Art is most needed in times of adversity. Now as most of us are adjusting to spending most of our time at home, we are unsurprisingly turning to art, music, and moving image to satisfy our brain’s need for stimulation.
The arts make a very important yet varied contribution to our national economy and, in some ways more significantly, our social cohesion. Art and culture provides our thoughts, feelings, stories, images and moments which weave together to collectively define us and inspire us. Naturally, then, there have been many discussions about the benefits of art in the workplace as well as art in the home. However, our current situation has woven together these two discussions as both home and work spaces are now converging.
There have been multiple studies that demonstrate that workers who have control over the layout and appearance of their workspace are more productive, producing better and more efficient work. In light of the large number of individuals now grappling with working from home, this couldn’t be more relevant. Not only does the workspace have to be functional, but it should also inspire us, keep us focused, reflect our personality, and in the words of Marie Kondo “spark joy”.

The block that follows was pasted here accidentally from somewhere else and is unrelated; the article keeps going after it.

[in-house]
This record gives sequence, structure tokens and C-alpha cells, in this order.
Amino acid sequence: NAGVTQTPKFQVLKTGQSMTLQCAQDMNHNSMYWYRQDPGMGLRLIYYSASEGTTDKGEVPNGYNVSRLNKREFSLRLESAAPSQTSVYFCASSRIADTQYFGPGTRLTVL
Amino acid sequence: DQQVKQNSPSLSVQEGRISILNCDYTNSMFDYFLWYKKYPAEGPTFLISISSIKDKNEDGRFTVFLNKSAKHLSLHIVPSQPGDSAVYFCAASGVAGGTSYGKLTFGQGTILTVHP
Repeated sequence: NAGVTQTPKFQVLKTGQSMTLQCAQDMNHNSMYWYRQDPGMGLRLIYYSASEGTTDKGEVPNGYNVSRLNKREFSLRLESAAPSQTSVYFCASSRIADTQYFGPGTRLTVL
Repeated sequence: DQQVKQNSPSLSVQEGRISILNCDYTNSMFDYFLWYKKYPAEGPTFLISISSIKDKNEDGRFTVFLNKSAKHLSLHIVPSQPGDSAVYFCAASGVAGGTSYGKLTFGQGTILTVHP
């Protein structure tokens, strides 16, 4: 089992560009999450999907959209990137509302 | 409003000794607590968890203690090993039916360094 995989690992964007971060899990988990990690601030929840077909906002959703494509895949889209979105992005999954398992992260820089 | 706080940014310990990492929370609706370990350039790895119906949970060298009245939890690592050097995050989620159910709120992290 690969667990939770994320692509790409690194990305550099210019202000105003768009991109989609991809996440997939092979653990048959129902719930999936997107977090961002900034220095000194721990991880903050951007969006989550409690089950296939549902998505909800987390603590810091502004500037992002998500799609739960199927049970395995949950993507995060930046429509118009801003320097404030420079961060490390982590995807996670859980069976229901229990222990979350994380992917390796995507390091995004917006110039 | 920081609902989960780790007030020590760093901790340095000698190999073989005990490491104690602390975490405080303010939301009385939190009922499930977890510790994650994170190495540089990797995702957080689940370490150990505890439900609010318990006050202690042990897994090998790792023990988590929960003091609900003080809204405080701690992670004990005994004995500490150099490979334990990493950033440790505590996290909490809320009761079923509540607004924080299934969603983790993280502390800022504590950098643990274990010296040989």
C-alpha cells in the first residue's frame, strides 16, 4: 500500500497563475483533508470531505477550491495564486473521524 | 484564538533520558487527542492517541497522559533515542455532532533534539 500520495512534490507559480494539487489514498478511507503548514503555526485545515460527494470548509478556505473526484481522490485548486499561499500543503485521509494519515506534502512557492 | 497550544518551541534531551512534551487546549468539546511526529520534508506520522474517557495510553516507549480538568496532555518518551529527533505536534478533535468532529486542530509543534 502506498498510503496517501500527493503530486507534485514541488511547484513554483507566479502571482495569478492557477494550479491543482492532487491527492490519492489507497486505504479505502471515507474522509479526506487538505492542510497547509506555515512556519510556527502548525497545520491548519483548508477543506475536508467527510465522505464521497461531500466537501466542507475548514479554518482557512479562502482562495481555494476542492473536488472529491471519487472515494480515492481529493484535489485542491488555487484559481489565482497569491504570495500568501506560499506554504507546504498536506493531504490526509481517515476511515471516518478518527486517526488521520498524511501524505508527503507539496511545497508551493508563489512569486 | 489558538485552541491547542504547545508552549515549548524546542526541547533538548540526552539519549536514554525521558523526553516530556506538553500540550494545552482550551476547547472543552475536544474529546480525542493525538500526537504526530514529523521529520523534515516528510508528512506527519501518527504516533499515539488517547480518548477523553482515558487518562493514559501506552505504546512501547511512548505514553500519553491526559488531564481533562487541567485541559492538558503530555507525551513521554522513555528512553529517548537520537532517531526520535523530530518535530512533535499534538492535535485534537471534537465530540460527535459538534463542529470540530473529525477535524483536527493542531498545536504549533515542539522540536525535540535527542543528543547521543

So, as we all now look for new-at home projects, here are three starting tips for curating your home office:
1. Consider what mood you want to encourage in your workspace
This will largely depend on your natural working style and occupation. For instance, if you require a quiet clean space to work effectively it could be wise to look at one key art piece and a minimal aesthetic. The art should not be overpowering in the space, but rather should soothe and encourage a low level of stress.
2. Where and how you choose to display items are just as important as the items themselves. Experiment with how you want to lay out your space, perhaps having a painting leaning on a shelf rather than hanging. This is a great time to play the role of curator and stylist so try placing your art in different spaces, even different rooms, to see how it changes your response.
3. Colour! Consider how artists such as Mark Rothko explore colour theory and unlock its emotional power. Certain colours will encourage certain emotions and states of mind. For example, if you work in a creative role, yellow is said to be a good colour as it is linked to improving optimism as well as blue as it provokes brain activity and imagination.
4. No viewing? No problem! There is an emporium of wonderful art and objects to browse online so make sure you take the time to look at some options. If you’re having trouble visualising a work on your wall, send us a picture! We can simulate the work onto your wall to scale, to let you make your choices in comfort and with confidence. Just send us a clear, front-on photograph of the wall you are looking to curate and we’ll send you back some options that match your criteria!